Age Youth First Drink

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Percent of Students Reporting That They First Had More than a Few Sips of Alcohol at Age 13 or Younger, All Available Years: by Grade, Gender, and Region

All Grades19.9%22.7%21.3%15.9%17.6%16.7%
East Central11th19.7%23.8%21.8%16.0%18.6%17.3%
All Grades22.7%26.6%24.7%18.5%20.3%19.4%
All Grades17.5%19.2%18.3%14.3%14.8%14.5%
All Grades22.4%26.4%24.4%18.0%20.9%19.4%
All Grades23.8%27.8%25.8%19.8%23.5%21.7%
All Grades25.2%30.3%27.7%19.3%22.6%21.0%
All Grades20.9%24.9%22.9%16.4%19.3%17.8%
All Grades20.6%25.0%22.9%16.2%21.1%18.7%
West Central11th18.3%23.6%20.8%17.6%19.5%18.6%
All Grades22.6%25.3%23.9%19.7%20.9%20.3%

About the Indicator:

The average age at which young people ages 12 to 17 begin to drink is 13 years old. 

According to the 2015 Youth Risk Behavior Survey, 20.3% of 9th graders and 15.2% of 11th graders nationally reported they first drank alcohol before age 13 years.

N/A or * indicates that the data are unavailable or were not collected.

Data Source: Minnesota Student Survey (MSS)

Description: The MSS is a confidential and anonymous self-administered survey given to students attending Minnesota public, charter and tribal schools. From 1995 to 2010, the survey was administered to students in 6th, 9th, and 12th grades. New in 2013, the survey was administered to students in 5th, 8th, 9th, and 11th grades. Trend data are now only available for 9th graders, and only for survey questions that did not change. Most schools elect to participate in the survey; in 2013, this included 84% of public schools in Minnesota.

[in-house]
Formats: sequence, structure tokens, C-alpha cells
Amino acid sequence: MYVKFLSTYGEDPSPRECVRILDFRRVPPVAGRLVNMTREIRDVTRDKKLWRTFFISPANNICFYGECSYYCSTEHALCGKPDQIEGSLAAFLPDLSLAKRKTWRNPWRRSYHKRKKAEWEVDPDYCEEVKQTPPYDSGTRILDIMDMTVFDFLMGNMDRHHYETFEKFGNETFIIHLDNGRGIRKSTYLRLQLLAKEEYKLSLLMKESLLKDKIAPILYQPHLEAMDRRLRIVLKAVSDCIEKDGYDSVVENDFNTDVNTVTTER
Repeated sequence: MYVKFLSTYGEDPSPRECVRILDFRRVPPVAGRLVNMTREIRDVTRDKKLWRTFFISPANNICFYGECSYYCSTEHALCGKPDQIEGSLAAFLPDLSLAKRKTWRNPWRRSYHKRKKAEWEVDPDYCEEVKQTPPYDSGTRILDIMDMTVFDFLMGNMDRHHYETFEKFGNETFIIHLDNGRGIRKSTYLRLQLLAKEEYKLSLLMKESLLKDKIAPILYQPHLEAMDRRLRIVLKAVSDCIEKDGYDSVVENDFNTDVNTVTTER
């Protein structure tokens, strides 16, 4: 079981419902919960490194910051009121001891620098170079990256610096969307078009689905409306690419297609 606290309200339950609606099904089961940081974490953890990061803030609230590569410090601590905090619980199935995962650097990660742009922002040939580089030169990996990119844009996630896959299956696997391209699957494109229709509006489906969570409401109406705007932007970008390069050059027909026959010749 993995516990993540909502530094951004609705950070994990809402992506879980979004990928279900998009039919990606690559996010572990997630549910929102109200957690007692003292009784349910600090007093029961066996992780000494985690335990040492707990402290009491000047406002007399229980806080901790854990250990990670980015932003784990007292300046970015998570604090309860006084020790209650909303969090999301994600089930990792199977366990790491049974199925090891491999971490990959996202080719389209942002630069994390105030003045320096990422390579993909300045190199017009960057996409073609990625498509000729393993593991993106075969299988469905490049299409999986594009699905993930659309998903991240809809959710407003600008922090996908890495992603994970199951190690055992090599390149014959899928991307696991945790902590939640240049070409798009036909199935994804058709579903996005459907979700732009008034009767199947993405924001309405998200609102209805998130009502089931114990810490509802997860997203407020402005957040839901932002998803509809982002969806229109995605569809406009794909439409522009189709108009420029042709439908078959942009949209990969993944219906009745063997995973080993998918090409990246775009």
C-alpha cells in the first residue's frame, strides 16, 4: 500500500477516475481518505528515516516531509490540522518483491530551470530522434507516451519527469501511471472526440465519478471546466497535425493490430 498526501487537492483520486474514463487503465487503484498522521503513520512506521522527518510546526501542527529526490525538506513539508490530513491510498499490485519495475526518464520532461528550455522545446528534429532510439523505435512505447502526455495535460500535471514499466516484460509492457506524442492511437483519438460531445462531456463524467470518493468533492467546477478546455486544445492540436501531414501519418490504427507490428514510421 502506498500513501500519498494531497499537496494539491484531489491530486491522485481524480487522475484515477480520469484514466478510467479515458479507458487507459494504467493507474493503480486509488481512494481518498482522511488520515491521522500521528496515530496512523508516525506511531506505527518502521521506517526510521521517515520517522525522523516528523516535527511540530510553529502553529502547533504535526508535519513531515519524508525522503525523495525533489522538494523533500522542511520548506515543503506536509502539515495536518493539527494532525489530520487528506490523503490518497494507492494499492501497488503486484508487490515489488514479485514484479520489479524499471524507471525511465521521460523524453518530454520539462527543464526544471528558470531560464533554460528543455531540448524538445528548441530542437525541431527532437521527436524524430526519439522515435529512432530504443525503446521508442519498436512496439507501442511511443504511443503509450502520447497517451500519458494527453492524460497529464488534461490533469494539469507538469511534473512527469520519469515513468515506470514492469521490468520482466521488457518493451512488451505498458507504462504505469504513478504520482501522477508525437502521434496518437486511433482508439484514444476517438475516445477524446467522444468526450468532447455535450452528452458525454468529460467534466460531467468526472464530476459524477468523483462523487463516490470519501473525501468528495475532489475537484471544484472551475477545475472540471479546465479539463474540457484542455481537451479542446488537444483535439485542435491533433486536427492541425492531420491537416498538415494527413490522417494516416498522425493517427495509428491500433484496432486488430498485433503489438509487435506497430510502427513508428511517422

Although the data are not presented here, the survey is also administered to area learning centers, juvenile correction facilities and private schools electing to participate.

Sponsored by: Minnesota Department of Education

Geographic Level: State, Region, and County

Aggregated data at the state and county level do not reveal disparities that may exist within a given geographic area.

Frequency: Data collected and reported every three years

Characteristics: The results of the MSS are also available at a county level. Data Privacy requirements mandate that data is presented in a manner such that no individual student can be identified through the presentation of the results. As part of the Data Privacy practices, the results are also presented in a manner that no individual school district could be identified through the results. Therefore, for counties that have only one school district, the results are not presented. Results are also withheld for counties in which the minimum number for student participation was not met.

The MSS is a “census” of schools, not a sample. The school districts get their own data. Fifth-graders were not asked all substance use questions. Some school districts do not participate, and student participation within the school district can vary widely. These data are self-reported.